[Somewhere, anywhere, who knows exactly where, Day 23]

Jules was checking her make up and her chin in the side view mirror of her Vespa, as she prepared to work the grave yard shift. Behind her, in the still dark and stormy night, she heard a high thin moan that cracked and suddenly sounded low and hoarse, “mmmm, tits and arse… tits and arse.. tits and arse…”

Not looking back, she called out, “that’s sweet of you love, but I’m old enough to be your mum, so be a good lad and bugger off before we go off to find your real mother.”

This time the voice rumbled ominously, and did not crack, sounding like James Earl Jones doing an impression of Bendict Cumberbatch:

“Dost thou thinkest hide thee from my sight?”

She turned around and found not the pimply face of a local teenager, but the might flaming eye of Sauron.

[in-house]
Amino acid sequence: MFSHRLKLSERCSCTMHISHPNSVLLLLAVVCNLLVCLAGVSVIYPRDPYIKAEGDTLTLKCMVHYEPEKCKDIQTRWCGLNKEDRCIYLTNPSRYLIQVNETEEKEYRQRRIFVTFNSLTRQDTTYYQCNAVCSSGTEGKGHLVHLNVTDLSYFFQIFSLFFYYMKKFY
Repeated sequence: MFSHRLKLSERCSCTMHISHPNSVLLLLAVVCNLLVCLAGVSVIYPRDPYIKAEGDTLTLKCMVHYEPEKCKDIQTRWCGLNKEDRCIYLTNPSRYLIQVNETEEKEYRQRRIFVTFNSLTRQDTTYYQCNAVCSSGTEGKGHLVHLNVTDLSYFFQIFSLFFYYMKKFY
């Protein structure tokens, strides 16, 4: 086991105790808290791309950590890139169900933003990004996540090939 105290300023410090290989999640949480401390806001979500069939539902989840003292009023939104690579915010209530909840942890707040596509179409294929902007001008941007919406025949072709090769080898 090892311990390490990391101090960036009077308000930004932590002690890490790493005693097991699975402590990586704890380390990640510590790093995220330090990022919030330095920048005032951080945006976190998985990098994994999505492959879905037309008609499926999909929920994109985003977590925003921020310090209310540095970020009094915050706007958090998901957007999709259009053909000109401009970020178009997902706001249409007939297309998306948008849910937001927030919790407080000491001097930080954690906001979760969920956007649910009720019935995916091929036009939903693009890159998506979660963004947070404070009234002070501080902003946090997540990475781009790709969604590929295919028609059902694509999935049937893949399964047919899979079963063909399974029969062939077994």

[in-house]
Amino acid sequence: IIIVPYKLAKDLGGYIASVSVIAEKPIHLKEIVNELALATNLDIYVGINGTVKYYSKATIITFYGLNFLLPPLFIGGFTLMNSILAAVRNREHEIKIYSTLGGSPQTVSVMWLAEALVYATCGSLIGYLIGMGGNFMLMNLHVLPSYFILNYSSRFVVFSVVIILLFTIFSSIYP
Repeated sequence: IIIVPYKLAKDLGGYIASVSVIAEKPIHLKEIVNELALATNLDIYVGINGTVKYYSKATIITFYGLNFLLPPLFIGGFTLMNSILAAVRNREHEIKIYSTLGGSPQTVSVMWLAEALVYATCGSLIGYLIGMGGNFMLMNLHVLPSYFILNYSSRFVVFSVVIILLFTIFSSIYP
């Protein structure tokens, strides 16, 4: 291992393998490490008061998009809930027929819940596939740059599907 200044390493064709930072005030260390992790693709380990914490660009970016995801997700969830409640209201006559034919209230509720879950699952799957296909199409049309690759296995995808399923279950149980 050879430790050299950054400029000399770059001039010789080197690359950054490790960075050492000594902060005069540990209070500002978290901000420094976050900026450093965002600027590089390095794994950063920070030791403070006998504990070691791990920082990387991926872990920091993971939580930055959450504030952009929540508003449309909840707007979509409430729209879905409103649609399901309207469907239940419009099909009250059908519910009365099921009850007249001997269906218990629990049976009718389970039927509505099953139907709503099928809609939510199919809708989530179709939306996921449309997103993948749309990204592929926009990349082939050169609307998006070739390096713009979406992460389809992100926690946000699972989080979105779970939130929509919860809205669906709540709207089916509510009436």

“Fucken A, da, what are you doing here?” she asked.

The eye growled back:

“I’m not your dad, I am Sauron, master of all that is evil in Middle Earth, and an exceedingly dark symbol of the Nazi threat in pre-WWII Europe, if you must know… and you will show me proper respect!”

Jules: “All right, don’t get your panties in an uproar. What do you want?”

“I’ve been sent with a message. Though you have tried mightily, I see all and know all. You cannot escape The Grammar Games. Just write something, so I can get back to destroying elves and dwarves and wizards and such. Especially those damn hobbits.”

“Well, no one really asked me,” Jules replied, “but it’s really none of your business. What are you going to do, follow me into the ladies room and make comments like some mean girl?”

“I said I was the master of all that is evil. Why would you want to insult me like that? Here’s your invitation. I’ll be back when you can show some better manners.”

The Eye of Sauron disappeared, leaving only a flaming scroll suspended in the air which read: